Hotel Essentials: What To Leave Behind

what to leave in your hotel when travelling abroad

When travelling abroad, it's important to consider what to leave in your hotel room. While it's tempting to bring your passport with you everywhere, it's generally safer to leave it in the hotel safe, along with other valuables. Instead, carry a driver's license or a screenshot of your passport for identification. Additionally, consider leaving behind shaving cream and using conditioner instead, as well as skipping the hotel shampoo, which can be harsh and drying. Bring a water bottle, as hotel glasses tend to be small, and perhaps a scent from home to counteract unfamiliar odours. Lastly, if you're travelling for an extended period, bring photos of loved ones to remind you of home.


Leave your passport in the hotel safe

When travelling abroad, it is important to consider what to do with your passport when you are out and about. While some countries require you to carry your passport with you at all times, others do not. For example, in Italy, the government requires you to have an official ID on you, and a foreign driver's license will not count. On the other hand, in Mexico, it is not necessary or advisable to carry your passport unless you have an express reason to do so, such as exchanging money. Ultimately, the decision of whether to leave your passport in the hotel safe or carry it with you depends on your plans for the day, your destination, and your personal preference.

If you are engaging in activities such as swimming or scuba diving where you will not have a safe place to lock up your passport, it is a good idea to leave it in the hotel safe. The hotel safe is typically very secure, and unless someone is specifically targeting you or you have done something to anger the hotel staff, your passport should be safe. Additionally, some insurance companies may require you to lock up your passport in the hotel safe, and it is always a good idea to have a backup plan in case of loss or theft.

However, there are also risks associated with leaving your passport in the hotel safe. For example, you may forget it when you check out, or it may be stolen by dishonest hotel staff. To mitigate these risks, it is recommended to keep a colour copy of your passport with you, as well as a digital copy on your phone. This can be helpful if you need to quickly enter an embassy or prove your citizenship. Additionally, you can inform the authorities of your whereabouts and that your passport is in the hotel safe, as it is not difficult for them to verify this information.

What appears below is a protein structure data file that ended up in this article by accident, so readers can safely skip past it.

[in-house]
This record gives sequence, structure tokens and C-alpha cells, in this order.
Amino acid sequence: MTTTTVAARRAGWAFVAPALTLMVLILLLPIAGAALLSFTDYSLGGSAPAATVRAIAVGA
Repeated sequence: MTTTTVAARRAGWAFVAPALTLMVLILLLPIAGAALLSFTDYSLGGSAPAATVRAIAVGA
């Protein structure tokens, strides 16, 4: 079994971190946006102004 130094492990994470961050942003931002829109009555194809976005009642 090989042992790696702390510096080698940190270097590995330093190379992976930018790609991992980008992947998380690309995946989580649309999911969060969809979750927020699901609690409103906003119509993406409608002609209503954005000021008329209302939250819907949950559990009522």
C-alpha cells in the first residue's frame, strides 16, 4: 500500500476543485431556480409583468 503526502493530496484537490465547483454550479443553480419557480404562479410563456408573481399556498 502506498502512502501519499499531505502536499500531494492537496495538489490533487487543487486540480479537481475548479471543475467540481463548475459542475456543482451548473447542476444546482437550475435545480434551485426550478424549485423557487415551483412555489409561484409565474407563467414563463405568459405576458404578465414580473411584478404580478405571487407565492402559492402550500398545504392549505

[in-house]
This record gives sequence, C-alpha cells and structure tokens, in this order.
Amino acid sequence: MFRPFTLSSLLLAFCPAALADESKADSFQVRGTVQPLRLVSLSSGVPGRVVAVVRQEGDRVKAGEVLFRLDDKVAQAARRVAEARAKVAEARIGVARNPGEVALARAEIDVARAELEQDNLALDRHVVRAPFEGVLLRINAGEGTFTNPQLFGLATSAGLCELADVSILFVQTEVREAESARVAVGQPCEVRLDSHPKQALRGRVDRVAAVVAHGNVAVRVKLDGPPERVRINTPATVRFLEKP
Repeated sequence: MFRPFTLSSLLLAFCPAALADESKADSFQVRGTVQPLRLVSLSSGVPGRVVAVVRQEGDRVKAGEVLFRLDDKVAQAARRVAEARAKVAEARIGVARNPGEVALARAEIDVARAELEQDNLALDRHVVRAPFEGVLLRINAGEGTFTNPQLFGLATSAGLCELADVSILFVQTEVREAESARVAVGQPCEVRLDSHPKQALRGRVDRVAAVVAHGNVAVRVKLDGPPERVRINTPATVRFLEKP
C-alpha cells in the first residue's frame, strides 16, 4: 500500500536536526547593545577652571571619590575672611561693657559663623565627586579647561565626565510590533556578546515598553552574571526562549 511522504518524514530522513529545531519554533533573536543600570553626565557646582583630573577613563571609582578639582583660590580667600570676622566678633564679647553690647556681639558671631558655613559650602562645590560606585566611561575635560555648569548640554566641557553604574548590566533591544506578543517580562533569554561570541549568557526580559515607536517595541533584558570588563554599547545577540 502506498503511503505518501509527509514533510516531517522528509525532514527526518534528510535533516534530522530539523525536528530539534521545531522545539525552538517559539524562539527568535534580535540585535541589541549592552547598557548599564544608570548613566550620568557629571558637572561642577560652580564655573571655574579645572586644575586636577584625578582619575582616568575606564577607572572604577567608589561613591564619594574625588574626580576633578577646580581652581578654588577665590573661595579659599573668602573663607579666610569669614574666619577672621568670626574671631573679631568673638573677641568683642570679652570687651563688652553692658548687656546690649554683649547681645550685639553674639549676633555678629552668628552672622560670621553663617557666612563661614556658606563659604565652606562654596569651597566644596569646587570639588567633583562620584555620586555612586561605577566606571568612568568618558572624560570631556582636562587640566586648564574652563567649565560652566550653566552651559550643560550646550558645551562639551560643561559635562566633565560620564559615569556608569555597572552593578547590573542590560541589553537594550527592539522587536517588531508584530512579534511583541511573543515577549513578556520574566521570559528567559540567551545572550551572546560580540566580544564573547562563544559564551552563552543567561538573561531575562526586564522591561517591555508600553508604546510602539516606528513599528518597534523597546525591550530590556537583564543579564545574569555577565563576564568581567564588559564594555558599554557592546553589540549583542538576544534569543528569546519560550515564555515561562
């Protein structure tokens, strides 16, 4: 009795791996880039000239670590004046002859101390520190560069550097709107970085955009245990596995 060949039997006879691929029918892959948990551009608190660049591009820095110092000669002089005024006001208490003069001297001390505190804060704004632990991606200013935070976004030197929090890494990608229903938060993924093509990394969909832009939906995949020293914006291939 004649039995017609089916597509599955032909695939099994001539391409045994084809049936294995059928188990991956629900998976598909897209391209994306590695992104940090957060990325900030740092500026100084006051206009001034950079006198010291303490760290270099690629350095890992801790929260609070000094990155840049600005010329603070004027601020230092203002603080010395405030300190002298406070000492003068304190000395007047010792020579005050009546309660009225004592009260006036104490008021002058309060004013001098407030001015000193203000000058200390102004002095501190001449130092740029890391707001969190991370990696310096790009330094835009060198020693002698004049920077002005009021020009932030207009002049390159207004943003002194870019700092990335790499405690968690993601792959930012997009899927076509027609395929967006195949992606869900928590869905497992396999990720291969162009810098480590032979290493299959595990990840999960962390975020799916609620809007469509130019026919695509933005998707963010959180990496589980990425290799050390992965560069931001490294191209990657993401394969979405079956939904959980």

Another option is to carry your passport with you in a secure manner, such as in a money belt or a secure inner pocket of your bag or jacket. This can give you peace of mind and ensure that you always know where your passport is. However, it is important to be aware of pickpockets and thieves, especially in busy tourist spots, and to take steps to protect your passport when out and about.

Ultimately, the decision of whether to leave your passport in the hotel safe or carry it with you when travelling abroad depends on your personal preferences, your destination, and your plans for the day. It is important to consider the risks and benefits of both options and take steps to ensure the security of your passport.


Avoid shared accommodation

While sharing a room with strangers can be a great way to save money and meet people, it's not for everyone. If you value your privacy and personal space, it's best to avoid shared accommodation when travelling. Here are some reasons why you might want to opt for a private room or hotel instead:

  • Respecting others: In a shared space, it's important to respect your companions' personal space, belongings, and quiet time. This might include keeping your area tidy, not touching others' things without permission, and being mindful of noise levels, especially after midnight or when others are sleeping. If you're a light sleeper or prefer to follow your own schedule, sharing a room might be challenging.
  • Social expectations: Sharing a room can be a great opportunity to make friends and find travel companions. However, it also comes with social expectations and the potential for personality clashes. If you're looking for a more low-key trip or prefer your own company, shared accommodation may not be the best option.
  • Hygiene and comfort: Shared spaces require adhering to hygiene standards to ensure everyone's comfort. This includes maintaining good personal hygiene, being mindful of strong scents, and respecting communal areas. If you're particular about your surroundings or have specific needs, a private space might be preferable.
  • Privacy: Shared accommodation often involves compromising on privacy. Whether it's sharing bathrooms, sleeping in close quarters, or having limited control over your surroundings, shared spaces may not offer the same level of privacy as a private room or hotel.
  • Potential for conflict: In any shared living situation, there is a potential for conflict due to differing expectations, habits, and personalities. If you're looking for a stress-free trip, avoiding shared accommodation can reduce the chances of unpleasant interactions or disagreements.
  • Financial considerations: While sharing a room can save money, it's important to consider the potential hidden costs. For example, you might need to purchase additional insurance or pay upfront fees. Additionally, if a roommate moves out, you may be responsible for making up the difference in rent.

Ultimately, the decision to avoid shared accommodation comes down to your personal preferences, budget, and comfort level. Weighing the pros and cons can help you make an informed choice that aligns with your travel goals and expectations.


Pick a room on a higher floor

When travelling abroad, there are a few things you might want to consider leaving in your hotel room. For example, you might want to skip the hotel shampoo and bring your own, as the former is often cheap and can dry out your hair. You might also want to bring a water bottle, as hotel glasses tend to be small.

Now, here is some information on why you might want to pick a room on a higher floor: